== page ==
South African journalist Donald Woods (Kevin Kline) is forced to flee the country, after attempting to investigate the death in custody of his friend, the black activist Steve Biko (Denzel Washington).
When police officer Xavier Quinn's childhood friend, Maubee, becomes associated with murder and a briefcase full of ten thousand dollar bills, The Mighty Quinn must clear his name. Or try to catch him, which could be even trickier.
An Indian family is expelled from Uganda when Idi Amin takes power. They move to Mississippi and time passes. The Indian daughter falls in love with a black man, and the respective families... See full summary »
Donald Woods (Kevin Kline) is chief editor of the liberal newspaper "Daily Dispatch" in South Africa. He has written several editorials critical of the views of Steve Biko (Denzel Washington). But after having met him for the first time, he changes his opinion. They meet several times, and this means that Woods and his family get attention from the Security Police. When Steve Biko dies in Police custody, he writes a book about Biko. The only way to get it published is for Woods to illegally escape the country.Written by
The filmmakers intended to shoot in South Africa as early as October 1986, with permission from select prominent figures, including Oliver Tambo and Winnie Mandela. After interviewing Mandela, the chief production crew was tailed around by the South African gestapo all the time, and was forced to leave South Africa. Also, the South African Broadcasting Corporation (SABC) deliberately misinterpreted Producer and Director Sir Richard Attenborough's decision to shoot the movie in October, and instead broadcast the "news" of his starting a revolution sponsored by Russia. See more »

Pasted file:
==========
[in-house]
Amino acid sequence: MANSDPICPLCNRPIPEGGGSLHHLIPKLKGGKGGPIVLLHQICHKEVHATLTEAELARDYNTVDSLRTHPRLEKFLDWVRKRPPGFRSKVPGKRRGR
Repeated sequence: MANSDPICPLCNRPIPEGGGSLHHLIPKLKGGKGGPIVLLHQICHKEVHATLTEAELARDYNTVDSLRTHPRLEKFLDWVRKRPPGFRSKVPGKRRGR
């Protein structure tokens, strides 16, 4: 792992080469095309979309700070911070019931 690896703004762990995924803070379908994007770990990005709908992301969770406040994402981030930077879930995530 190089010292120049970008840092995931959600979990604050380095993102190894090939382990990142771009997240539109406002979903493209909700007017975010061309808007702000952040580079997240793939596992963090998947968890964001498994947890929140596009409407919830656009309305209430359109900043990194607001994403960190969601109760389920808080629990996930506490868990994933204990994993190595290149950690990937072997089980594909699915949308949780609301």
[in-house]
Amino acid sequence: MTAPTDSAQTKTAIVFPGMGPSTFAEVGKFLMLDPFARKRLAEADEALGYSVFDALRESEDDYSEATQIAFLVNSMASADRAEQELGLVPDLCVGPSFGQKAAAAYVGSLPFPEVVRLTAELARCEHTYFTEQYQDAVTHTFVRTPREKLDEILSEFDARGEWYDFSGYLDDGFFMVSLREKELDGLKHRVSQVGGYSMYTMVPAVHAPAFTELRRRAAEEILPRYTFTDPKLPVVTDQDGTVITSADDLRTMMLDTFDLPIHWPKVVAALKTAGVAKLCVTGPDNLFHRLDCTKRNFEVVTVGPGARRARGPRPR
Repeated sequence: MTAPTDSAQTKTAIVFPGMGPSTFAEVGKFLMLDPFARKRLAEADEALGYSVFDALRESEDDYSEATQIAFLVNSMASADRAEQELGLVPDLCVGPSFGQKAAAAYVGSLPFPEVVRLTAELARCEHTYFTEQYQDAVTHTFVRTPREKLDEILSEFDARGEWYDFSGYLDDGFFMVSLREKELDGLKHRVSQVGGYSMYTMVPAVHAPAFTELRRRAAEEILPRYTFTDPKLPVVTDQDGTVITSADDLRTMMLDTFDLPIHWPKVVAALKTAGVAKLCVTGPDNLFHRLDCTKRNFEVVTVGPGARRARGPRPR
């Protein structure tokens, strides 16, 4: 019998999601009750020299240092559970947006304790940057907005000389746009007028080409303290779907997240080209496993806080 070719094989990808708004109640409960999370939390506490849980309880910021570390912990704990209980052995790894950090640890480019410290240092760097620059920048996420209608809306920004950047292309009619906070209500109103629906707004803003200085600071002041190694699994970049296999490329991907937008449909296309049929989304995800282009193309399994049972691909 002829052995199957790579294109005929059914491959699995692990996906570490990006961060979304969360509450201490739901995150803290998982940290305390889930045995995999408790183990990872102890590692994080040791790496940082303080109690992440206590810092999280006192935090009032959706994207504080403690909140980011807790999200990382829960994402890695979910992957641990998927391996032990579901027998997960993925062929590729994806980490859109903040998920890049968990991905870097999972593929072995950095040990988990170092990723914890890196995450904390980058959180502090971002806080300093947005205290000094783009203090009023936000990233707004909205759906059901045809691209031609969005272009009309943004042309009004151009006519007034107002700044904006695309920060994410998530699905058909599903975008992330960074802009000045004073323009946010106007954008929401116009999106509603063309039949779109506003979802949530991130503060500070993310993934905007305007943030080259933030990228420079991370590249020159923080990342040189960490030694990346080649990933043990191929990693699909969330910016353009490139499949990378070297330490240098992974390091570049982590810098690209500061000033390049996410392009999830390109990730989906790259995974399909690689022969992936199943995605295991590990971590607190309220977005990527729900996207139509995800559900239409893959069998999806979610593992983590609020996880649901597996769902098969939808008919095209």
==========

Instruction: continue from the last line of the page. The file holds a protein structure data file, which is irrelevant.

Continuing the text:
An extra that played a heavily wounded protester (shot in the back during the revolts) in Soweto jumped out of his lying position in a lively fashion when other extras (that were supposed to carry him off) started lifting him off the ground. See more »
My lord, blacks are not unaware of the hardships they endure or what the government is doing to them. we want them to stop accepting these hardships - to confront them. People must not just give in to the hardship of life, they must find a way, even in these environments, to - to develop hope - hope for themselves, hope for this country. now I think that is what black consciousness is all about. Not without any reference to the white man. To try to build up a sense of our own humanity - our ...
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Preceding the final credits is a list of other detainees who died in the custody of the South African police. Steven Biko's name appears on the list. See more »
On certain versions, the list of detainees who died in custody (see "Crazy Credits") is followed by a message: "Since the re-imposition of Emergency Regulations on 11th June, 1987, no further information regarding political detainees has been forthcoming." See more »
This film is, quite simply, brilliant. The cinematography is good, the acting superb and the story absolutely breathtaking. This is the story of Donald Woods, a white South African who thought himself a liberal until he found out the reality of apartheid. Kevin Kline is completely convincing - so much so that when Donald Woods himself appeared on TV some years later, I recognised him from Kline's portrayal. Denzel Washington also turns in a masterful performance, as ever.
I urge you to watch this. It is long, but it is worth your patience because it tells such an incredible story. Remember, folks, this really happened.
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